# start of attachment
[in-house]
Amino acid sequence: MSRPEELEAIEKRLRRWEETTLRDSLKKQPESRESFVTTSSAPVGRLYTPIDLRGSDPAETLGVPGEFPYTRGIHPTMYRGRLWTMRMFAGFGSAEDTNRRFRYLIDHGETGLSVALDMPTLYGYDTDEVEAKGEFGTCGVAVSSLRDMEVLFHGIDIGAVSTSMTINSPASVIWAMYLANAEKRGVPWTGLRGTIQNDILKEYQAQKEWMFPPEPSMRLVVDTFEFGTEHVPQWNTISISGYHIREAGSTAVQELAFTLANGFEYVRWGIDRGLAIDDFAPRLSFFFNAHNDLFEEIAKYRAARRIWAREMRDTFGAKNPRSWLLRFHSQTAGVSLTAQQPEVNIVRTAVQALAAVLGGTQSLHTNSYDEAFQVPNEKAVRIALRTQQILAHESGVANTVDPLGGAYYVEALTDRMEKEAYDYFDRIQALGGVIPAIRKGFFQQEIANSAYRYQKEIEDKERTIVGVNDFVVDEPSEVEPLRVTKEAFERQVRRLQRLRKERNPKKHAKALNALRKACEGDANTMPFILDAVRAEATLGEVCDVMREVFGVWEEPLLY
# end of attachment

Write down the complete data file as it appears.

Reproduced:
[in-house]
Amino acid sequence: MSRPEELEAIEKRLRRWEETTLRDSLKKQPESRESFVTTSSAPVGRLYTPIDLRGSDPAETLGVPGEFPYTRGIHPTMYRGRLWTMRMFAGFGSAEDTNRRFRYLIDHGETGLSVALDMPTLYGYDTDEVEAKGEFGTCGVAVSSLRDMEVLFHGIDIGAVSTSMTINSPASVIWAMYLANAEKRGVPWTGLRGTIQNDILKEYQAQKEWMFPPEPSMRLVVDTFEFGTEHVPQWNTISISGYHIREAGSTAVQELAFTLANGFEYVRWGIDRGLAIDDFAPRLSFFFNAHNDLFEEIAKYRAARRIWAREMRDTFGAKNPRSWLLRFHSQTAGVSLTAQQPEVNIVRTAVQALAAVLGGTQSLHTNSYDEAFQVPNEKAVRIALRTQQILAHESGVANTVDPLGGAYYVEALTDRMEKEAYDYFDRIQALGGVIPAIRKGFFQQEIANSAYRYQKEIEDKERTIVGVNDFVVDEPSEVEPLRVTKEAFERQVRRLQRLRKERNPKKHAKALNALRKACEGDANTMPFILDAVRAEATLGEVCDVMREVFGVWEEPLLY